Boston had justifiable reasons for shying from a long deal with a 31-year-old pitcher – fearing a breakdown in the latter years of the contract – but there is no exact science to comparing age and effectiveness (seems the Red Sox signed a 37-year-old starter before the 2004 season and Curt Schilling helped them to two World Series titles).

And it’s not like Boston had nothing in the checkbook. The signings Boston made after Lester was gone included $413.5 million for five players, two of whom are in the minors.

The five are third baseman Pablo Sandoval (five years, $95 million), Porcello (a four-year $88.5-million extension after making $12.5 million this year), left fielder Hanley Ramirez (four years, $88 million), outfielder Rusney Castillo (seven years, $72.5 million) and second baseman Yoan Moncada ($31.5 million signing bonus, plus $31.5 million penalty for exceeded bonuses paid to international free agents).

Porcello’s salary indicated “ace” status, but his 5-10 record and 5.51 ERA don’t (although there are signs of improvement, with five earned runs total in his last three starts).

Castillo, making $10.5 million this year, is playing in Triple-A, having tasted 26 major league games with little success (.230/.544 OPS).

Moncada, 20, is in low Class A Greenville. He’s hitting.270/.786. Moncada shows potential but $63 million for a low-level minor leaguer? That’s a gamble.

DEFENSIVE LEAKS

So Boston gave sluggers Ramirez and Sandoval big bucks. While Ramirez leads the team in OPS (.775) and is third in RBI (46), Sandoval is underperforming at .670 and 30 RBI.

Defensively, both are liabilities.

Despite Sandoval’s size (5-foot-11, 255 pounds – at least), he has always been nimble enough to play third base. But maybe the weight is catching up with him. According to the defensive measurements compiled by Fangraphs.com, 48 players have played third base in the American League this season. Sandoval ranks 48th.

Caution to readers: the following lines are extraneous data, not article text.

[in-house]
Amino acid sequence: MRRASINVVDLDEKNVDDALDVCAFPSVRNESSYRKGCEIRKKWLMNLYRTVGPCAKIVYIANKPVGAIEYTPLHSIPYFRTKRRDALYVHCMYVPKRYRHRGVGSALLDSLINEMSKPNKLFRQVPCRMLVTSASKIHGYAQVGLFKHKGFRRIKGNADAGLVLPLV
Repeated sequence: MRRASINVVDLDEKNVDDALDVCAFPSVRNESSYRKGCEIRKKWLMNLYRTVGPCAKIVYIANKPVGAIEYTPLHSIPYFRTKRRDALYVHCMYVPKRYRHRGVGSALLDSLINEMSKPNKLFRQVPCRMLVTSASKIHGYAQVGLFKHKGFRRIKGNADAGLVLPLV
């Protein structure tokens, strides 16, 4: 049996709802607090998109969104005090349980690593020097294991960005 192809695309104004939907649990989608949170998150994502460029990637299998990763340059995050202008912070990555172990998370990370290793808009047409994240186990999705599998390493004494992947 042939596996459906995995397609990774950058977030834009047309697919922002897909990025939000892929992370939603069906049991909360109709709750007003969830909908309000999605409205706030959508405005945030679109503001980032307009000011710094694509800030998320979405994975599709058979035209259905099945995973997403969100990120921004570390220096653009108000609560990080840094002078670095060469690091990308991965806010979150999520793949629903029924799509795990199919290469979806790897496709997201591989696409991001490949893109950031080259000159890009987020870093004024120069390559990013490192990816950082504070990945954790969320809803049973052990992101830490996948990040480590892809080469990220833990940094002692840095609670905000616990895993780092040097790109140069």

Likewise, Ramirez ranks last among 81 American League left fielders. Moving a career infielder like Ramirez to left was a gamble – there’s that word again – that has not worked out. His future seems to be elsewhere (first base?) and eventually designated hitter, when incumbent David Ortiz is done.

This is a problem for Cherington, when his two highest-profile free agent signings in the offseason are losing games with their gloves.

Another outfielder, Castillo, has not turned heads with his defense. Meanwhile a finalist for the Gold Glove last year, Jackie Bradley Jr., is also in Pawtucket, batting .310/.868. But Bradley has not been used much in the majors (14 games).

Given a legitimate chance, Bradley could become the everyday right fielder, but does he get that chance with so much invested in Castillo?

GOOD SIGNS

Cherington has obviously done some good things and he’s accurate when describing a promising group of core players, including center fielder Mookie Betts, shortstop Xander Bogaerts, “everywhere” player Brock Holt and starting pitcher Eduardo Rodriguez. And the catching looks in fine shape.

Cherington traded for Rodriguez and Holt (getting Holt as one of those secondary pieces in the Joel Hanrahan deal with Pittsburgh). He supplemented two young catchers (Christian Vazquez and Blake Swihart) with a veteran receiver (Ryan Hanigan). All good moves.

But Boston needs more.

Can Cherington deliver?